We urge Seattle Mayor Jenny Durkan and the Seattle City Council to take action now to significantly strengthen Seattle’s ordinances to protect our trees and urban forest. Seattle’s urban forest is an integral and vital part of our city. The urban forest provides many benefits and amenities to those living in our city, including helping to clean our air, reduce stormwater runoff, increase property values, counter climate change, lessen heat and wind impacts, provide habitat for birds and wildlife and provide nature in our neighborhoods. Seattle rapid growth is reducing these beneficial impacts as trees are removed, particularly during development across our city.

We urge you to take action now by updating our current tree ordinance and regulations as follows:

  1. Adopt a policy of no net loss of tree canopy with a goal of increasing tree canopy. This includes maintaining and strengthening current protections for exceptional trees, tree groves, Heritage trees, critical areas and natural areas
  2. Expand the existing tree removal and replacement permit, notice and posting system used by SDOT – to cover all public and private trees 6” DBH and larger on both public and private property in all land use zones. Allow removal of no more than 3 significant non-exceptional trees every 4 years.
  3. Require replacement of all trees removed that are 6” DBH and larger with equivalent sized trees (e.g. small, medium or large) – either on site or pay replacement and maintenance mitigation costs into a City Tree Replacement and Maintenance Fund. Allow the Fund to accept fines, donations and grants and allow funds to also be used for acquiring land, easements or set up Trusts to protect trees.
  4. Establish one city wide database system to apply for tree removal and replacement permits. Post permit requests and permits approved on line for the public to see. City should expand SDOT’s existing tree map to include all of the trees in the city that are removed and replaced.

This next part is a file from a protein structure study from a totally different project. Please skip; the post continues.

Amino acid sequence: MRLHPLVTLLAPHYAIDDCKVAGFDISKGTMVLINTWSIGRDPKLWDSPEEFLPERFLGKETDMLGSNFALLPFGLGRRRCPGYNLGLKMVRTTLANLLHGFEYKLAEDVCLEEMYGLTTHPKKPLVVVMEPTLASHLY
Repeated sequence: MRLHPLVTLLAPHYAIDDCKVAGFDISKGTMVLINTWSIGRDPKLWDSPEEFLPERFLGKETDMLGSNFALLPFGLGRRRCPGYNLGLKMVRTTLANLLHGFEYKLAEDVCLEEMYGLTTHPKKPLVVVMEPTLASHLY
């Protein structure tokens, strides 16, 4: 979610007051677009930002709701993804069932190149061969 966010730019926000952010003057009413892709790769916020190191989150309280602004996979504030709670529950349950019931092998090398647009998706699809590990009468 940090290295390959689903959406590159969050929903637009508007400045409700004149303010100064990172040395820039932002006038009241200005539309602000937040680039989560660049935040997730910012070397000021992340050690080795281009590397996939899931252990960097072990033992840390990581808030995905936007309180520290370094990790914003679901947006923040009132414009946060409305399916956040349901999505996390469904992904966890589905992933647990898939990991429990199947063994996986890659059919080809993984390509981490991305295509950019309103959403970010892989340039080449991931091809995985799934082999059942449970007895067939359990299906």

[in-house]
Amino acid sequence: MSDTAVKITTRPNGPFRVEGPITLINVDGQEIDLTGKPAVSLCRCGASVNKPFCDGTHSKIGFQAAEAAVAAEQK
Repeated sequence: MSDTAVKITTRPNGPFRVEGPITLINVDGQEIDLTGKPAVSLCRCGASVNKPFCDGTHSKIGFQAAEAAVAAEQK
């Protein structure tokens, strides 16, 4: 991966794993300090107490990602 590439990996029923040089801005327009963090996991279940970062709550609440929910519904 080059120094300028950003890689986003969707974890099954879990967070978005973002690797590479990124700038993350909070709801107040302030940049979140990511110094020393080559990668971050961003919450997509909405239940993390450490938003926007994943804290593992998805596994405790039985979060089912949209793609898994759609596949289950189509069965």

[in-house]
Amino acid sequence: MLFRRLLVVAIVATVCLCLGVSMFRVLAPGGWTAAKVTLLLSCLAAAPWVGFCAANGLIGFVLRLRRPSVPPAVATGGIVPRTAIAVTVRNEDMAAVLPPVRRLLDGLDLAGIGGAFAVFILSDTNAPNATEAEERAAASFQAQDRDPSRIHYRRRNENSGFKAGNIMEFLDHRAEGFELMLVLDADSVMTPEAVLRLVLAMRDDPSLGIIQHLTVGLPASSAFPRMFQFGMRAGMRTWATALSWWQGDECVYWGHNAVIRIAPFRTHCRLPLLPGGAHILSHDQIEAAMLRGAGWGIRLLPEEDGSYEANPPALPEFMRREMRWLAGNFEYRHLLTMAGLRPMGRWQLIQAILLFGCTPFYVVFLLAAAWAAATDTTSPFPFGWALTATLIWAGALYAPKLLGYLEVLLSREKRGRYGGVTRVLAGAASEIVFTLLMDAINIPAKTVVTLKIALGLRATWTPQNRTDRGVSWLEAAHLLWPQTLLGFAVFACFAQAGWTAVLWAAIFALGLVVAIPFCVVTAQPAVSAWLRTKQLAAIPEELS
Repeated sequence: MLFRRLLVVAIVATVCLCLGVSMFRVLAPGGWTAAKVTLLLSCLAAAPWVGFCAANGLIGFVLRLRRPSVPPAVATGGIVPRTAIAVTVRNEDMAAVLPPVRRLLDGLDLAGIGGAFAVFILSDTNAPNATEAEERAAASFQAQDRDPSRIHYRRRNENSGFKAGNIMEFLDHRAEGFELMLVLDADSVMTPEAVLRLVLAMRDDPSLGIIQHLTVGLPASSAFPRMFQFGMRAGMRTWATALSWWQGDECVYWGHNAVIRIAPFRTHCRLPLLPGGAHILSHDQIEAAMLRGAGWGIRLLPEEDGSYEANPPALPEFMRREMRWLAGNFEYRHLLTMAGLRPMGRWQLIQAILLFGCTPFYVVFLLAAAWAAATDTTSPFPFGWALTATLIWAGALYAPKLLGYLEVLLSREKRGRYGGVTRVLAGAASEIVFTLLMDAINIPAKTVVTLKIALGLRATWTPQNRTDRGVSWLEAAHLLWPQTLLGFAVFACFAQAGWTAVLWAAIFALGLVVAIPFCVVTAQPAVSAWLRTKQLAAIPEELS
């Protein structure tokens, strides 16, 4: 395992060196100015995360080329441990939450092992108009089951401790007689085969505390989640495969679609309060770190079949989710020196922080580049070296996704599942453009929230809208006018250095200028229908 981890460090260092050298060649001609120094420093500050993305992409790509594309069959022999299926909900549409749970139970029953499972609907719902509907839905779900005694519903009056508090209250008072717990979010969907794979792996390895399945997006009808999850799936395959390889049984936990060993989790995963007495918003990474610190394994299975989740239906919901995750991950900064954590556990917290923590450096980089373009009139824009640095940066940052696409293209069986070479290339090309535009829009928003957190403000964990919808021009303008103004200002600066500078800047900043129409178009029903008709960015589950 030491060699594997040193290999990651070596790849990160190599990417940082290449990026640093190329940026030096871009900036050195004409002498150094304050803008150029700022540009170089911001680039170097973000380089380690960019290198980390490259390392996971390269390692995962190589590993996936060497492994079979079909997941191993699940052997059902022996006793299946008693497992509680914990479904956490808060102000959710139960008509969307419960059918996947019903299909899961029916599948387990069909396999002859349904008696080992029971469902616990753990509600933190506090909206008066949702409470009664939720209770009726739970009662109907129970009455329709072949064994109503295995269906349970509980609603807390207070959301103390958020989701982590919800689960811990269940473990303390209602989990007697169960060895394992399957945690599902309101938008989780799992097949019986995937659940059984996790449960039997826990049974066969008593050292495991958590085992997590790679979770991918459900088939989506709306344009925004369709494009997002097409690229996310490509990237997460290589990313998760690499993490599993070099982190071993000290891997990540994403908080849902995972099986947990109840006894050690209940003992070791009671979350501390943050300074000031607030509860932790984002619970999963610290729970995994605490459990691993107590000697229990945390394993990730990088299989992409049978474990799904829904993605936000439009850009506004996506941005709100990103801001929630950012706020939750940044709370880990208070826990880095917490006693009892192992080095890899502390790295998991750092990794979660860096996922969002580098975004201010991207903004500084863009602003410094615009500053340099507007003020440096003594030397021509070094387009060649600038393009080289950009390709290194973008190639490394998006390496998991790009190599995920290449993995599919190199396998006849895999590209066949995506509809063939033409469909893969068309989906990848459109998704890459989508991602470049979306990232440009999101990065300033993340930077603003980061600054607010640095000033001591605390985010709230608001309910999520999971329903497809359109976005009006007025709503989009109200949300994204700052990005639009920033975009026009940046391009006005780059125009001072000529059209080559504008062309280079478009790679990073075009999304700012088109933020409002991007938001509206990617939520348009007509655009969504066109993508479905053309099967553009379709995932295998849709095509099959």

5. Require a detailed Urban Forest Canopy Impact Assessment for all development projects – basically a detailed tree inventory report on property before development proceeds. Information would be entered into a public database, including data on replacement using  equivalent tree sizes at maturity.
  6. Expand SDOT’s existing tree service provider’s registration and certification to include all tree service providers working on trees in Seattle
  7. Consolidate tree oversight into one city entity as recommended in 2009 by the Seattle City Auditor who recommended the Office of Sustainability and Environment. Give OSE the additional authority needed to ensure that trees have an advocate for their protection and independence from conflicting goals inherent in other city departments,
  8. Give emphasis to native trees and vegetation, particularly conifers to maximize sustainability and environmental services like reducing stormwater runoff, protecting wildlife habitat and minimizing climate change impacts. Require removal of invasives during development. Increase incentives for protecting trees and provide public assistance for citizens if needed to help comply with the city ordinance. Increase penalties, fines and enforcement for increased compliance.

Recommendations for Updating Seattle’s Tree Ordinance

Recommendations for Updating Seattle’s Tree Ordinance 

The current Seattle Tree Ordinance SMC 25.11 was written in 2001 with a major update in 2009 and some additional amendments since then. It has some good provisions like protecting tree groves and exceptional trees but needs serious updating.  Its main problem is that it does not require significant protection of trees during development and does not require replacement for trees removed during development and by private property owners. While green factor helps some, it does not significantly replace many of the services trees provide in our city – like helping to remove air pollution from our growing city, reducing storm water runoff without creating new infrastructure or providing habitat for birds and other animals.